This is an article from the December 1980 issue: Edinburgh 1980 Reports

Face the Gospel in Art Forms

Face the Gospel in Art Forms Face the Gospel in Art Forms

 Within many non Western cultures, singing and dancing, painting and sculpture, drama, poetry and legend   in fact all the arts   are one of the main methods of communication.

Eugene and Mary Lou Totten, directors of Fellowship of Artists for Cultural Evangelism (FACE), put it like this:

"The arts of non Western cultures are like a connecting web that defines their particular communities, demonstrates their values and supports their very identity. The arts are used to harness and organize the spirit forces that they believe control their world. Kinship, political structures and mythology are richly illustrated, sustained and transmitted by art forms. Patterns of the disintegration of cultural identity can be traced by studying changes that occur in traditional art forms."

Needless to say, studying these cultures' ability to communicate through art is a valuable means both to understanding the culture and of communicating the Gospel of Jesus Christ. FACE is involved in just such a study.

Currently the FACE staff is researching already published material on the art forms of the Asmat people of Iryan Jaya in New Guinea, as well as communicating with missionaries in that area.

One of the most exciting possibilities involves the study of redemptive analogies, which are customs and legends within a culture that can be used to illustrate the Gospel message. Don Richardson's use of the Peace Child ceremony with the Sawi in Iryan Jaya is one example.

Another example, according to the Tottens is an Eskimo legend about a kindly widow woman who in time of famine was rewarded by the spirits with a small sealskin bag from which she could constantly draw food. The story, obviously, is very much like the story of the widow whose bowl of flour and jar of oil did not run dry during time of famine (1 Kings 17).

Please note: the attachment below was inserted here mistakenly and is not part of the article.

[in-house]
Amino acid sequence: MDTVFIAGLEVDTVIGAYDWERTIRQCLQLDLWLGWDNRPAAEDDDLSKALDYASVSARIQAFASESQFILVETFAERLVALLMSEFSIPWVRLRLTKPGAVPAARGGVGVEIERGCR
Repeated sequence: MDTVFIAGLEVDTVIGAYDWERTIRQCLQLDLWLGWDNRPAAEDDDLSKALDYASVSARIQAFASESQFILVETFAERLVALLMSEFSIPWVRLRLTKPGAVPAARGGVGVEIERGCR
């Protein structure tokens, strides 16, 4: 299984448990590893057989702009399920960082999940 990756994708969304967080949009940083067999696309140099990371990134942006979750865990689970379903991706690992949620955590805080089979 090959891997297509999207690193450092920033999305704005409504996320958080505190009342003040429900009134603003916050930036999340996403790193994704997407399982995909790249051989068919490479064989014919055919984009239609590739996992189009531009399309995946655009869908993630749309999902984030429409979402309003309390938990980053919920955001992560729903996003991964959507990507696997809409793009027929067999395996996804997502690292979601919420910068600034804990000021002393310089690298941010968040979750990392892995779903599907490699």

FACE plans to develop briefs on cultural arts for missionaries working in new cultures. Later, the group hopes to expand that ministry to include field workers for more in depth study. Other goals include making churches and mission boards aware of the possibilities for artists in missions and trying to build missionary teams that would include artists.

If you are interested in using your artistic talents to help present the Gospel to unreached Hindu, Muslim, Chinese, and tribal peoples, write to FACE, 1805 E. Elizabeth Street, Pasadena, California 91104.

Christmas on the Field

Christmas in the United States has usually been a time for get togethers with the family and friends at home. Even during wartime, there has often been the hope that the troops could be home by Christmas.

So, to be far from where one grew up, away from loved ones in a strange culture hardly seems to most people the ideal way to spend Christmas   or any other holiday for that matter.

It can be difficult, but two missionaries at the Center who spent Christmases abroad remember those times as bringing a special closeness to God, and illuminating the real meaning of the Holy day.

John Barrett, Executive Director of Lutheran Frontier Missions, was once a missionary to Sierra Leone. He remembers a Christmas in the village of Yeldor:

It was a clear Christmas eve in the village and he was speaking from the book of Luke to a group of people in a small roofless, mud walled building.

After the message, he said, he looked up at the stars shining through the top of the building and felt as if it was the night of Jesus' birth.

He remembered that he did miss his family and friends, but that without them and with so few Christians around, it made him rely on God more. In that situation, he said, "you feel closer to God and dwell more on the Spirit."

Sharon Gates, with the Evangelical China Office, was a missionary with her husband to Taiwan. She remembers her first Christmas there as lonely without the rest of her family. However, she added, Christmas in Taiwan is a church event, not so much of a family affair. Chinese Christians, she recalled, often go carroling from midnight to 4 A.M., ending their night with breakfast.

Sharon spent her first Christmas eve as a missionary at an orphanage and Christmas day at a leprosarium. "As I reflect back," she said, "I realize how very precious it was to see how those who had so little could celebrate the birth of our Lord."

Christmas, she observed, became more joyful as she and her family made a custom of helping Chinese families that were less fortunate than themselves.


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